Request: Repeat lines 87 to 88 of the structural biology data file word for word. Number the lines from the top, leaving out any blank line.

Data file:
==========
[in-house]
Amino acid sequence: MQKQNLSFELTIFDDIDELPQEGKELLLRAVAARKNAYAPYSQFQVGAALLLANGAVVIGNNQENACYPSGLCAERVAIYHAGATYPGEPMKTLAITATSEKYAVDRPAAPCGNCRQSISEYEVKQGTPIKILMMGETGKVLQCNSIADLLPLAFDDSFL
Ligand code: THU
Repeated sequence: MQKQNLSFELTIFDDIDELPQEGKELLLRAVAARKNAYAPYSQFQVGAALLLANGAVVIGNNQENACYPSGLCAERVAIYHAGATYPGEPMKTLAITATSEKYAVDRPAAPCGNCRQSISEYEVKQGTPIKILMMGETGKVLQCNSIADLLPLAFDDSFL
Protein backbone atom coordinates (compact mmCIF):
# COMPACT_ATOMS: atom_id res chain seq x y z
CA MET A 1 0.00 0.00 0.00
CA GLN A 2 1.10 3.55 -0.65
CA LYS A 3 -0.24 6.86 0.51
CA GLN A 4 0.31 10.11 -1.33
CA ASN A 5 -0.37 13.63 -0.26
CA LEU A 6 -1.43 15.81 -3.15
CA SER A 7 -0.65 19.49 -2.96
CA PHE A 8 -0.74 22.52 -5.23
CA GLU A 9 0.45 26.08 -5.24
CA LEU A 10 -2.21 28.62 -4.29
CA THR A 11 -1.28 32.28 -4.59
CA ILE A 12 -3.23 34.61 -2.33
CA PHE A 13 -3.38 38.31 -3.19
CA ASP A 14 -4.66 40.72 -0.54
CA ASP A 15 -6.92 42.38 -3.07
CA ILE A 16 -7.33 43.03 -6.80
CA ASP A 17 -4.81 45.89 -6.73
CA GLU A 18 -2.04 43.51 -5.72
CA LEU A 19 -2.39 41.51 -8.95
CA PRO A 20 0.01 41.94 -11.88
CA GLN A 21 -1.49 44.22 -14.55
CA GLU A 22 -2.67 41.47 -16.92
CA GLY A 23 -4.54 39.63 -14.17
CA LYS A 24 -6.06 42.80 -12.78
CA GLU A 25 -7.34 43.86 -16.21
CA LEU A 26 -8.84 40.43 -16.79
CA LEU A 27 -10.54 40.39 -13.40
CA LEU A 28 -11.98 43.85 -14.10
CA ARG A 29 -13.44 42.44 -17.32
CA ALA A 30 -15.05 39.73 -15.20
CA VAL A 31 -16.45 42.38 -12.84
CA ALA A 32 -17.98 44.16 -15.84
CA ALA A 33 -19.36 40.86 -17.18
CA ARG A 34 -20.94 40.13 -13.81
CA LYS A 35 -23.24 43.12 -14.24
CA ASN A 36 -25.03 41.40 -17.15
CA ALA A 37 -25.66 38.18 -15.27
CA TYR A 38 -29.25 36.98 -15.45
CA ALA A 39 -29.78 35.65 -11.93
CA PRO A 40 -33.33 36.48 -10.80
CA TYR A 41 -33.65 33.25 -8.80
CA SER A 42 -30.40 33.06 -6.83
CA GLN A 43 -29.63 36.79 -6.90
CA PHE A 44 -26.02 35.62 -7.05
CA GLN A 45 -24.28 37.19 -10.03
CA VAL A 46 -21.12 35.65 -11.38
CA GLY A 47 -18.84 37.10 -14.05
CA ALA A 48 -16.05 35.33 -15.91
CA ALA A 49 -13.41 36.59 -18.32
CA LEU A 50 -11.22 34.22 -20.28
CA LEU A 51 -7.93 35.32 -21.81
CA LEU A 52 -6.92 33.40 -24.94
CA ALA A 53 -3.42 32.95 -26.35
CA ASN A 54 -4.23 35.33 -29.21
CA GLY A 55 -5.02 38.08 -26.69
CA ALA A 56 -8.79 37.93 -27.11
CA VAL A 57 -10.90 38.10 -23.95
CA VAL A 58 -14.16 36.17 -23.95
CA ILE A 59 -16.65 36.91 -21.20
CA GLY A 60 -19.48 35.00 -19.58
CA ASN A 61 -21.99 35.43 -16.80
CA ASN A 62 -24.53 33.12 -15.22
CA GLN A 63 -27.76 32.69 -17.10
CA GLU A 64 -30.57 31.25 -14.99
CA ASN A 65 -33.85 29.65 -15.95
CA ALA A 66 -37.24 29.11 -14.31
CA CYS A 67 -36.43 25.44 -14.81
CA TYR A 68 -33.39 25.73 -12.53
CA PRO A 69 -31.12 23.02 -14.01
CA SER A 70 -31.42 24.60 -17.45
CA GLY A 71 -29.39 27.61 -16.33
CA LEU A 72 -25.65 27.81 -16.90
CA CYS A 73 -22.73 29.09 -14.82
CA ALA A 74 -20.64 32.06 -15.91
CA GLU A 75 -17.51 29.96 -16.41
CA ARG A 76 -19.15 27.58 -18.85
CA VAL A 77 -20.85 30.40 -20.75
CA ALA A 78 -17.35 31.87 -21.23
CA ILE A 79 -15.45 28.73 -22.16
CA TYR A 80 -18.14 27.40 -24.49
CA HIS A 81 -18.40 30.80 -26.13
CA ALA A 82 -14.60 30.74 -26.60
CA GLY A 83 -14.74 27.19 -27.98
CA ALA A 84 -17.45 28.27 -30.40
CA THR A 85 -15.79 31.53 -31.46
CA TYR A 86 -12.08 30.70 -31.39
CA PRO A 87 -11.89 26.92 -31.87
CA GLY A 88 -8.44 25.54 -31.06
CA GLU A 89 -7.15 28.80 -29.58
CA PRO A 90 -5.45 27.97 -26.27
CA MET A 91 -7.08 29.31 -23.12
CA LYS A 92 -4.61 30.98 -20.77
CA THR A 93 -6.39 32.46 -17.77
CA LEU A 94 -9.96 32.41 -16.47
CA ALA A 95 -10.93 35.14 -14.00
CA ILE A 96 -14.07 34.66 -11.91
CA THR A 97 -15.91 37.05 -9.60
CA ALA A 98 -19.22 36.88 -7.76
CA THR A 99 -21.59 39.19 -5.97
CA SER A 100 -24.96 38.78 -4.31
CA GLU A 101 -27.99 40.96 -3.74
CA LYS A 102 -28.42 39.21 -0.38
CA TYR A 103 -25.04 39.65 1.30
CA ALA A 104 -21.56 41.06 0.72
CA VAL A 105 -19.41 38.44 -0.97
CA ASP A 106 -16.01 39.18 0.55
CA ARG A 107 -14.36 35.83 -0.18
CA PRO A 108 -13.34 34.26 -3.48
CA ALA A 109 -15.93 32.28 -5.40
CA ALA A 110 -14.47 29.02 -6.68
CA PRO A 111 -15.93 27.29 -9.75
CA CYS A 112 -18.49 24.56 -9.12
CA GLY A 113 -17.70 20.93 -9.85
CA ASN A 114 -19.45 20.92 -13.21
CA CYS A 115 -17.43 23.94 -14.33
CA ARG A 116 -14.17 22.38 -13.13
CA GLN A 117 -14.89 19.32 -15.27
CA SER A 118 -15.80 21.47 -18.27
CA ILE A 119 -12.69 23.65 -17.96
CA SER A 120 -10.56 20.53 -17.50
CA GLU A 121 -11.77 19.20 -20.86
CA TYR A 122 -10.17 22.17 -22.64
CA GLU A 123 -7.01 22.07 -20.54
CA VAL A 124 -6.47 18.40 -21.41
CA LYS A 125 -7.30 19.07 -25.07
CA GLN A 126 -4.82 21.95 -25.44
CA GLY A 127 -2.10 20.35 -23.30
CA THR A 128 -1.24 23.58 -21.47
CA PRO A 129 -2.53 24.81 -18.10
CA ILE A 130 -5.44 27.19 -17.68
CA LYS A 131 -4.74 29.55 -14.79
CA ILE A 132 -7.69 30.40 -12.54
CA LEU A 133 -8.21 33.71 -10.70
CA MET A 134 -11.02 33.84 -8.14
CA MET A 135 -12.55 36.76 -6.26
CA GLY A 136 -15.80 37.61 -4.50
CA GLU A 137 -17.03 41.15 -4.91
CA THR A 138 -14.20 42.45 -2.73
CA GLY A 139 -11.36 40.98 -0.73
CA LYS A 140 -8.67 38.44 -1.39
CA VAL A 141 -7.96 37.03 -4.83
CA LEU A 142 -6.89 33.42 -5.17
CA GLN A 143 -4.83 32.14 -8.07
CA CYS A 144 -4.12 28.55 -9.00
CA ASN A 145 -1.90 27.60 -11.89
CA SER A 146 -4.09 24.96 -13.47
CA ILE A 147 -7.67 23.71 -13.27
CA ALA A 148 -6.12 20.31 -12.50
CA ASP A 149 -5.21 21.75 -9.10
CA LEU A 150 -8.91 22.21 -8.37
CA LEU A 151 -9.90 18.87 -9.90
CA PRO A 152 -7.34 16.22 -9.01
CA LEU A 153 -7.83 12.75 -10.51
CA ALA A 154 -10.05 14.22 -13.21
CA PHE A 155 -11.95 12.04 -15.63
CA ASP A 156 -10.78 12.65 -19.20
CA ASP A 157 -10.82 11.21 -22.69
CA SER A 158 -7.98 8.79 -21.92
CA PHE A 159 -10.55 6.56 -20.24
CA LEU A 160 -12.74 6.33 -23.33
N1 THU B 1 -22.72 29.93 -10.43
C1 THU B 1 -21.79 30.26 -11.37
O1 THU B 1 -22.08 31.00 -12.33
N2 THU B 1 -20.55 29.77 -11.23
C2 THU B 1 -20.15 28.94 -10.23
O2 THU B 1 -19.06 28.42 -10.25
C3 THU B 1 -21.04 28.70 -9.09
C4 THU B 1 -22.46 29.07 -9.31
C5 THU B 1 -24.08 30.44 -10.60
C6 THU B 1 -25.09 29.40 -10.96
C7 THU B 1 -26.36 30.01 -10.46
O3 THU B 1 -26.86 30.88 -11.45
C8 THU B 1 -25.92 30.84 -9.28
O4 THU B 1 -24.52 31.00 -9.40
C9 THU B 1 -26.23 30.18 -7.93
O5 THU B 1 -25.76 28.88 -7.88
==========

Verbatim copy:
CA HIS A 81 -18.40 30.80 -26.13
CA ALA A 82 -14.60 30.74 -26.60